Athens Orthopedic Clinic won't provide credit monitoring following breach affecting 200k patients

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Healthcare organizations that suffer a data breach typically offer patients and other affected individuals with free credit and identity monitoring for at least a year following a security incidence, but Athens (Ga.) Orthopedic Clinic says it can't afford to do so, reports the Athens Banner-Herald.

Athens Orthopedic Clinic began notifying patients of the breach in late July. A hacker used the credentials of a clinic contractor to access AOC's EMR June 14. The clinic learned of the breach June 27. Compromised information includes names, addresses, Social Security numbers, birth dates, telephone numbers and account numbers, as well as potentially diagnoses and medical histories, according to the breach notification letter sent to patients.

The letter advises patients to call any of the three major credit bureaus toll-free (Equifax, Experian and TransUnion) to place a fraud alert on their credit reports, receive a copy of their credit reports and examine the report for signs of fraud.

However AOC will not pay for extended credit monitoring for patients, which has upset patients, according to the Athens Banner-Herald.

In a Friday statement obtained by Athens Banner-Herald, AOC CEO Kayo Elliott said, "[Patients] wish we could pay for extended credit monitoring. So do we. We truly regret that we are unable to do so, as we are not able to spend the many millions of dollars it would cost us to pay for credit monitoring for nearly 200,000 patients and keep Athens Orthopedic as a viable business."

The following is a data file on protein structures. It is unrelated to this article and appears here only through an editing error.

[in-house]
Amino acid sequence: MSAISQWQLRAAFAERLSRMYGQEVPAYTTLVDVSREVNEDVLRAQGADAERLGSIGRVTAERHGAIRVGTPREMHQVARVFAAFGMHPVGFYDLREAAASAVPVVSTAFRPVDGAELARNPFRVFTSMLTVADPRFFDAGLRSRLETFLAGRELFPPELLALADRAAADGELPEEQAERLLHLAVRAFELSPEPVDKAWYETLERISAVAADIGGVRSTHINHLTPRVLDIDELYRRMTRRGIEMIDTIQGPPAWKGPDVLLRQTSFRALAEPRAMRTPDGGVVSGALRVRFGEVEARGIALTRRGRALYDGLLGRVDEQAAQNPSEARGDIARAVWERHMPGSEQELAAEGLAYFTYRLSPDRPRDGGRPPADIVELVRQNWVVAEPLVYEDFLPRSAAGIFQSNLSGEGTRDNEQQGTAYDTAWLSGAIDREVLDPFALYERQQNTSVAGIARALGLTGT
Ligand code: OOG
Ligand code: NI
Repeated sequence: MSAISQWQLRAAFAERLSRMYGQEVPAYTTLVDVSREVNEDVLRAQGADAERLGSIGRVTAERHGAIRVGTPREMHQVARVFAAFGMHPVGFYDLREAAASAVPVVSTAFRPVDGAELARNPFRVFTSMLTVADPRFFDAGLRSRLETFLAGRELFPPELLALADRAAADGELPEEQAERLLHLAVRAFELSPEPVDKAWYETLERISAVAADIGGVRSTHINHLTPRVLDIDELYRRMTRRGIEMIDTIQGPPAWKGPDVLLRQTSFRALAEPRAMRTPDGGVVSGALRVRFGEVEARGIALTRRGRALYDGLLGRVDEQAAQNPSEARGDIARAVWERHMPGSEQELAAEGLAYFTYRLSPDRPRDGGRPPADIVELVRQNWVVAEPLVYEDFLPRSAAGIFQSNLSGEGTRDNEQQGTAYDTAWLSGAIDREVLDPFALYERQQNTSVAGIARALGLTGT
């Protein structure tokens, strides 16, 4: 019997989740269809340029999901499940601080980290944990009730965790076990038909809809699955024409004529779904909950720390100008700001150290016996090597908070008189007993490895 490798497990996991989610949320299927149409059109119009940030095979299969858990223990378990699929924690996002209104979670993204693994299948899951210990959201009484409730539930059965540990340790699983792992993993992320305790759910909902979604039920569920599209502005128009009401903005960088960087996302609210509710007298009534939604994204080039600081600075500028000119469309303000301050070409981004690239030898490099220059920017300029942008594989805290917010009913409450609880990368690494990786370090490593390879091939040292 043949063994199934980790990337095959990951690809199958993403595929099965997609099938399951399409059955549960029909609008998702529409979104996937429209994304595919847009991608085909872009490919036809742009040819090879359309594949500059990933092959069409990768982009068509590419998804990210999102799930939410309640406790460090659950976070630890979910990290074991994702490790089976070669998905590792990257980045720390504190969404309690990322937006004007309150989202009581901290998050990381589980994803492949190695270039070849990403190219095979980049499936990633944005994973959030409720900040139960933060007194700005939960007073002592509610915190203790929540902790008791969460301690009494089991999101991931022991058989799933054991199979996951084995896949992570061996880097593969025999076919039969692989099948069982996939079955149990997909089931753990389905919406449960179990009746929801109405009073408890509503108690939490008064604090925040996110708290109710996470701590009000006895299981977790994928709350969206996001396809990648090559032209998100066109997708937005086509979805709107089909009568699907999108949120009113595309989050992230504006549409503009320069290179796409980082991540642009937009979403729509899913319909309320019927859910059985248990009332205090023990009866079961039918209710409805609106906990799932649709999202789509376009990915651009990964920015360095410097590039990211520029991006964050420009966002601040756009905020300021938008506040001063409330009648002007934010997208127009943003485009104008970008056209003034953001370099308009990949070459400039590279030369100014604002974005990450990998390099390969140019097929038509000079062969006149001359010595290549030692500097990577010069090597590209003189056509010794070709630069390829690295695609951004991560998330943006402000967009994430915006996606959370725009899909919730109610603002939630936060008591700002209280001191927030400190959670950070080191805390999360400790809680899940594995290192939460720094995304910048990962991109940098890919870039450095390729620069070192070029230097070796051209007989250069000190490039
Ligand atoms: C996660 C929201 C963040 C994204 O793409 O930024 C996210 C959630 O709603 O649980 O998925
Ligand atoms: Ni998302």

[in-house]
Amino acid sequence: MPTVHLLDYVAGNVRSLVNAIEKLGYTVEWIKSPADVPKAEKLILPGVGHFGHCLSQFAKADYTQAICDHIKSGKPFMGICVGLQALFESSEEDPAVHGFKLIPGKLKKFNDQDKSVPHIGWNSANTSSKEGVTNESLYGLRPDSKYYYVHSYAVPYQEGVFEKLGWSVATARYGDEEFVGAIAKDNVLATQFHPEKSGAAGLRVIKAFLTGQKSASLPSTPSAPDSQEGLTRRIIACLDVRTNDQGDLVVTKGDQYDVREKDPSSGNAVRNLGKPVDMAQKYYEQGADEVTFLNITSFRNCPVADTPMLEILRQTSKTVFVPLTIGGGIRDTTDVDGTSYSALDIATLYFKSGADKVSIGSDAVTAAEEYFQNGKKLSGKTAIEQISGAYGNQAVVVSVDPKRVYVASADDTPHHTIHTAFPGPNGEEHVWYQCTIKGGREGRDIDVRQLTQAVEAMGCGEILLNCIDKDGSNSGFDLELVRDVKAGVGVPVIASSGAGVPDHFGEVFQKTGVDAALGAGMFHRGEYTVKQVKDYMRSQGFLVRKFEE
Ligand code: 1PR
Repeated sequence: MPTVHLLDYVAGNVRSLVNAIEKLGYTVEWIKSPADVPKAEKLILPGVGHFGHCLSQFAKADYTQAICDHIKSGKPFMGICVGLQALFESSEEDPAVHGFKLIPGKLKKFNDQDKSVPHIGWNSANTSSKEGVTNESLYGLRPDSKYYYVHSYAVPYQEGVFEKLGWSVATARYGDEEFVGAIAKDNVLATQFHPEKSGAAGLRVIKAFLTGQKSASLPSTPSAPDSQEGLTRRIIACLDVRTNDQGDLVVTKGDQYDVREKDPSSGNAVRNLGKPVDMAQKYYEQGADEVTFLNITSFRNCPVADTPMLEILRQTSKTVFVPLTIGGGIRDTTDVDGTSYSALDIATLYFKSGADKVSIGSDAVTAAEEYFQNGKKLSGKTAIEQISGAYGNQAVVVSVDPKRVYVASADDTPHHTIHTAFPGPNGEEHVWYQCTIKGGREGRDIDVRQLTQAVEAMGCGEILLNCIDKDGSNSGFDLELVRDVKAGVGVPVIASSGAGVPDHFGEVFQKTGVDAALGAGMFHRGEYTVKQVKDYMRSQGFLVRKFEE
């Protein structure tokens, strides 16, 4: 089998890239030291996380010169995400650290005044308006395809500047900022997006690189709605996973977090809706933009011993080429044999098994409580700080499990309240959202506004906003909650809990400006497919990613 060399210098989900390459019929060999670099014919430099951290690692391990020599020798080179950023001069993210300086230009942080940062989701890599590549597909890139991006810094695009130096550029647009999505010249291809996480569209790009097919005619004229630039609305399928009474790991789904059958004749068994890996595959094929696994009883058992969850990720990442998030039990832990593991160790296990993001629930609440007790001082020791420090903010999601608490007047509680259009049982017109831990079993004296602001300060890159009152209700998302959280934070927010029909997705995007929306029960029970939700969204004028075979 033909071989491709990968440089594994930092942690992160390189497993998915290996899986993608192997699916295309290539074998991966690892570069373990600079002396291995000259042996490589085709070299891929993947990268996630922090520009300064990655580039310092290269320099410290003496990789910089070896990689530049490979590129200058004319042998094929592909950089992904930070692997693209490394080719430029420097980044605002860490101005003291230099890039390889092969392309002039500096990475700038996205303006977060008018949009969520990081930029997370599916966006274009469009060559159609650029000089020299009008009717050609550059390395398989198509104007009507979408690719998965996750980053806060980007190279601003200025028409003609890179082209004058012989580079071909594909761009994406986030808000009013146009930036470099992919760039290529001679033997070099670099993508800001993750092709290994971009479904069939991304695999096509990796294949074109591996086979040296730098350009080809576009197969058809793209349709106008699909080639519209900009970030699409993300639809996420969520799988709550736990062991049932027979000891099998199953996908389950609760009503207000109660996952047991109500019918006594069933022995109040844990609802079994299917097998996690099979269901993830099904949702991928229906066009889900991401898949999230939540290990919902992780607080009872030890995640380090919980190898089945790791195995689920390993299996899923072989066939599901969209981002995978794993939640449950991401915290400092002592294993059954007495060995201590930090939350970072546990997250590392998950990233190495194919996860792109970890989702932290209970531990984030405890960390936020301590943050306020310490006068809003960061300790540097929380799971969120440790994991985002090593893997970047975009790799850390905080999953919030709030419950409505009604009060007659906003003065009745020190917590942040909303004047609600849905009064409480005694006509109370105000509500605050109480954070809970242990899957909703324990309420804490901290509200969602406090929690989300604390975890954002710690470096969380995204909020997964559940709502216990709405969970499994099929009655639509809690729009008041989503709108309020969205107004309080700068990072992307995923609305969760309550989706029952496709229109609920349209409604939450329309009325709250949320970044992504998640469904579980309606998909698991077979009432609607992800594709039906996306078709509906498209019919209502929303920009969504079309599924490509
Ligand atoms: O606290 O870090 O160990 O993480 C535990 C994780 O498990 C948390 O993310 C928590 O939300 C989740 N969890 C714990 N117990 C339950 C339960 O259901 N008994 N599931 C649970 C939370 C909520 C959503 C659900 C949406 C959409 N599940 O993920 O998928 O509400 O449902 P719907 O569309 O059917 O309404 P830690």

AOC appears to have been facing criticism for its handling of the breach for a couple weeks. In an Aug. 6 opinion piece in Athens Banner-Herald, Chip Ogburn, MD, a trauma surgeon at AOC, said he was reading "too many negative, and at times inaccurate, remarks" about the breach, largely on social media. "Many of the social media comments I read indicated that AOC is, at a minimum, negligent or, at worst, complicit with the felony that occurred. This could not be further from the truth. I assure you that every single physician is incredibly distraught with this violation of our responsibility to you and the relationships that we have built," he wrote.

AOC is reportedly working with IT and security experts to test and improve its system.

More articles on data breaches:

Bon Secours vendor breach affects 655k patients
Company issuing health plan ID cards hit with data breach affecting 3.3M 
Oregon State Hospital reports breach after clinician texts patient medical data 

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